Rally co-founder and CEO Tom Serres wrote the following editorial, which was originally published by The Huffington Post on October 22nd, 2012.
As pundits prepare to dissect every word and gesture that come forth from President Barack Obama and Gov. Mitt Romney in tonight’s debate, their analysis is likely to once again lack examination of the most immediate and critical effect these major events have on campaigns: online fundraising.
As a student of the Internet and the founder of one of its engines of political commerce, I believe old-school politicos and web-centric campaigners alike are beginning to understand the symbiotic relationship between events transpiring offline and those occurring online. Despite this shift, many consultants, staffers and the political news media still regard digital operations as entities separate from the rest of the campaign. Even this year, we see analysis of the Obama’s team technology adoption and Romney’s latest tweet as if the Internet campaign operates in a vacuum. But digital strategists operate within the same campaign parameters as traditional press secretaries and fundraisers. In fact, in my three years as CEO of an online multi-million dollar fundraising platform for political candidates, I believe the most important axiom in online fundraising is that traditional media-driven events are the rocket fuel for online fundraising.
I see three types of offline events that result in massive, multi-million dollar spikes in online contributions: momentum, “money blurts” and maximum partisanship. I have a singular vantage point to witness and analyze the data behind some of these political events through donations made on our platform, Rally.org.
As is true in sports, momentum fosters momentum. When a candidate gains traction by closing a polling gap or extending a lead, dollars pour into their campaigns. After Romney’s strong performance in the first presidential debate three weeks ago, his fundraising dollars rapidly increased; Romney raised $12 millionin the 48 hours following the debate. Similarly, immediately after President Obama’s strong second debate performance, ABC News confirmed that Obama had his biggest fundraising haul in his campaigning history. In the aftermath of both of these debates, supporters of Romney and Obama felt momentum at their backs and expressed their excitement with contributions.
While campaign calendars are stocked with well-planned and carefully managed events, every once in awhile the electorate is rocked by game changing outbursts, labeled “money blurts” by the Washington Post last year. In one of the most competitive Senate races of 2006, Sen. George Allen bellowed an epithet at one of his opponent’s young staffers during a campaign event. This “Macaca Moment,” was reported to have helped Sen. Jim Webb raise $4 million and win. Correspondingly, during President Obama’s 2009 joint session of Congress on health care, Congressman Joe Wilson shouted, “You lie!” Donors across the country, motivated by Wilson’s exclamation, gave over $1 million to Wilson and $1 million to his opponent, respectively, in less than 48 hours.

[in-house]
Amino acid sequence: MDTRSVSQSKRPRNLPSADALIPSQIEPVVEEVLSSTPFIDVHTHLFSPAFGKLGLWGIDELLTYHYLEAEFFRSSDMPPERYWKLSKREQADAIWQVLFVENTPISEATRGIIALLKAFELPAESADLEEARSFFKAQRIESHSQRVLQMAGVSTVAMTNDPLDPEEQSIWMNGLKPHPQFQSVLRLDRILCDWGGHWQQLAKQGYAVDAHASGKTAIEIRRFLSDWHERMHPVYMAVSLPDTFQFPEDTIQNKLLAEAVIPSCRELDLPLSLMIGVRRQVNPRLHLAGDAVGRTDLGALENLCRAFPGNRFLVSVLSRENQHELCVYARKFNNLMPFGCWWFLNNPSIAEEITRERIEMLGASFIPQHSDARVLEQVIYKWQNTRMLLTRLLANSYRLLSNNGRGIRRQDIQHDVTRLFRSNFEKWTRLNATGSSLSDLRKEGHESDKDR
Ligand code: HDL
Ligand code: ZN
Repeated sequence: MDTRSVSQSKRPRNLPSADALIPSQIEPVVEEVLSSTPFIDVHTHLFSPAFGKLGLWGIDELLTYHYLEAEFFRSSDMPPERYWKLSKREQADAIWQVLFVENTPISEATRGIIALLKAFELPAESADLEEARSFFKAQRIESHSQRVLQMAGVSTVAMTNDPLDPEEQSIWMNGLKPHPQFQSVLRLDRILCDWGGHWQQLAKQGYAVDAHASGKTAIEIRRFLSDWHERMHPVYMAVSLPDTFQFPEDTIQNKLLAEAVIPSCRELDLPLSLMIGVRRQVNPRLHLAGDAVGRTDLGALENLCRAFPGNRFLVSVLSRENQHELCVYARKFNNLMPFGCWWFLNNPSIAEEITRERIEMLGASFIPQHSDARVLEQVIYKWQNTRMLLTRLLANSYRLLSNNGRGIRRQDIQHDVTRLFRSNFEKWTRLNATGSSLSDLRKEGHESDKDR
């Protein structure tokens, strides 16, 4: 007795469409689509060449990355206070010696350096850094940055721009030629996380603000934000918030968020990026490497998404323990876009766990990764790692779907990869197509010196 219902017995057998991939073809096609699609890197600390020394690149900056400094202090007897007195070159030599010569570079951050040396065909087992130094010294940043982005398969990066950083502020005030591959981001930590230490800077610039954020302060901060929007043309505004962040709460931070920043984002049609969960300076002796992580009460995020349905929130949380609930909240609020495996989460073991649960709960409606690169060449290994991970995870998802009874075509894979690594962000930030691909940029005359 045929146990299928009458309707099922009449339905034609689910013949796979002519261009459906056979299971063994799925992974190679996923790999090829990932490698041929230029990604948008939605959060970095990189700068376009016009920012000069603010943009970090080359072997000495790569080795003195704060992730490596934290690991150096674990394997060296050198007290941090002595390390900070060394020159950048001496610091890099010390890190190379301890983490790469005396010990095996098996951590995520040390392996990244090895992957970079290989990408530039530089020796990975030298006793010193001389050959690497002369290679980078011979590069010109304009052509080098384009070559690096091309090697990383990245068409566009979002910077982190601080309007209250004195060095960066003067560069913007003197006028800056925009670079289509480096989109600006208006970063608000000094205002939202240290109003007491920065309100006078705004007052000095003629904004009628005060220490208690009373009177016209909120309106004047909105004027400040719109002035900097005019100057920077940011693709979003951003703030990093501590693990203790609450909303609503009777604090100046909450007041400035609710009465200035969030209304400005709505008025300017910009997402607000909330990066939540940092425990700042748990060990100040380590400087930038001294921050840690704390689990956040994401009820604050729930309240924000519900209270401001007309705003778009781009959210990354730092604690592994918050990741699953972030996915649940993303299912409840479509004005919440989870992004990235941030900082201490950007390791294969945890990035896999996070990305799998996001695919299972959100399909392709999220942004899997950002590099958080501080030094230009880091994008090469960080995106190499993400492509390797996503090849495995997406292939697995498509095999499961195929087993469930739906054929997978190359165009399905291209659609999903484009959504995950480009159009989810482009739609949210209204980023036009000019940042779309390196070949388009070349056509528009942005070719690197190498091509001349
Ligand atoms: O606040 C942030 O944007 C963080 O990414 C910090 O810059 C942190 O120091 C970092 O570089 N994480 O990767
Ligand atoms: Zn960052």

Lastly, one of the most important motivators in politics holds true online: battling across party lines. Maximum partisanship is displayed when donors are motivated by heightened fear of the other party’s policies, values — and candidates. Obama’s biggest fundraising moment in 2008 occurred during Gov. Sarah Palin’s speech to the 2008 RNC convention; 130,000 people donated over $10 million within 24 hours. Earlier this year, the Supreme Court’s ruling on Obamacare outraged over 43,000 donors, who gave over $4.3 million in a 24 hour period to Romney.
In this election cycle, the final debate will play a large role in both candidates’ online fundraising. While both debates have resulted in significant fundraising spikes, there has yet to be a single money-driving moment for campaign fundraising. This final debate could very well be the biggest opportunity for momentum-making, money-blurting, and, most likely of all, the kind of massive partisanship that both defines and funds our politics today.